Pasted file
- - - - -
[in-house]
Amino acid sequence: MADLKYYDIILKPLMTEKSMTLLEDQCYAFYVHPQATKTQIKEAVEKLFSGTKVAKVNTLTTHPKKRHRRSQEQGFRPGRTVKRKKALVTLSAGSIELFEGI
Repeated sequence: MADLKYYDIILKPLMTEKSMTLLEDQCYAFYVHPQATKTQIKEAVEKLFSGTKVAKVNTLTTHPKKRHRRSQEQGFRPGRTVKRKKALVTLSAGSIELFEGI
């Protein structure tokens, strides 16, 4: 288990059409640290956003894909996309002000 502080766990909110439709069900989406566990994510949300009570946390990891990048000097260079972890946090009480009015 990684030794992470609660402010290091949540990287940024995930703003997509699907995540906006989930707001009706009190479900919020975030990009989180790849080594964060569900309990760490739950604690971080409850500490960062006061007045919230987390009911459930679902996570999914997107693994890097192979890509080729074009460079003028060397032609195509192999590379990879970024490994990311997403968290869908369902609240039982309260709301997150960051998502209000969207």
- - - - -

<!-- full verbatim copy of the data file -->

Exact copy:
[in-house]
Amino acid sequence: MADLKYYDIILKPLMTEKSMTLLEDQCYAFYVHPQATKTQIKEAVEKLFSGTKVAKVNTLTTHPKKRHRRSQEQGFRPGRTVKRKKALVTLSAGSIELFEGI
Repeated sequence: MADLKYYDIILKPLMTEKSMTLLEDQCYAFYVHPQATKTQIKEAVEKLFSGTKVAKVNTLTTHPKKRHRRSQEQGFRPGRTVKRKKALVTLSAGSIELFEGI
């Protein structure tokens, strides 16, 4: 288990059409640290956003894909996309002000 502080766990909110439709069900989406566990994510949300009570946390990891990048000097260079972890946090009480009015 990684030794992470609660402010290091949540990287940024995930703003997509699907995540906006989930707001009706009190479900919020975030990009989180790849080594964060569900309990760490739950604690971080409850500490960062006061007045919230987390009911459930679902996570999914997107693994890097192979890509080729074009460079003028060397032609195509192999590379990879970024490994990311997403968290869908369902609240039982309260709301997150960051998502209000969207």